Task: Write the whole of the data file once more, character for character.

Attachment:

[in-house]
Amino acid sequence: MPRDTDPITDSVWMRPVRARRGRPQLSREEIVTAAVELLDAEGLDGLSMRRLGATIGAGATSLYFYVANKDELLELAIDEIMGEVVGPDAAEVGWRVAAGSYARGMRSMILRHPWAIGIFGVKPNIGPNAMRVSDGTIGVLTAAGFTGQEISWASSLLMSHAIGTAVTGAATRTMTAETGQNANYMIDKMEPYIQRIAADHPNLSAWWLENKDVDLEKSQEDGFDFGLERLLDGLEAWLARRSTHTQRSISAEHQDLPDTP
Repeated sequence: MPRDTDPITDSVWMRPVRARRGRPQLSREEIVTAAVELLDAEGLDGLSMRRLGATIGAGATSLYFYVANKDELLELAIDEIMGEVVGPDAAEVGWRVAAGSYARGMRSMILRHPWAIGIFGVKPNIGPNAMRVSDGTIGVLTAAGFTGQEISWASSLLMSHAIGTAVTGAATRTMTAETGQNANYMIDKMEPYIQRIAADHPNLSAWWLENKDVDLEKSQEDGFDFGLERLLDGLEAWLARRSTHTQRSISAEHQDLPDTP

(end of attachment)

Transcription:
[in-house]
Amino acid sequence: MPRDTDPITDSVWMRPVRARRGRPQLSREEIVTAAVELLDAEGLDGLSMRRLGATIGAGATSLYFYVANKDELLELAIDEIMGEVVGPDAAEVGWRVAAGSYARGMRSMILRHPWAIGIFGVKPNIGPNAMRVSDGTIGVLTAAGFTGQEISWASSLLMSHAIGTAVTGAATRTMTAETGQNANYMIDKMEPYIQRIAADHPNLSAWWLENKDVDLEKSQEDGFDFGLERLLDGLEAWLARRSTHTQRSISAEHQDLPDTP
Repeated sequence: MPRDTDPITDSVWMRPVRARRGRPQLSREEIVTAAVELLDAEGLDGLSMRRLGATIGAGATSLYFYVANKDELLELAIDEIMGEVVGPDAAEVGWRVAAGSYARGMRSMILRHPWAIGIFGVKPNIGPNAMRVSDGTIGVLTAAGFTGQEISWASSLLMSHAIGTAVTGAATRTMTAETGQNANYMIDKMEPYIQRIAADHPNLSAWWLENKDVDLEKSQEDGFDFGLERLLDGLEAWLARRSTHTQRSISAEHQDLPDTP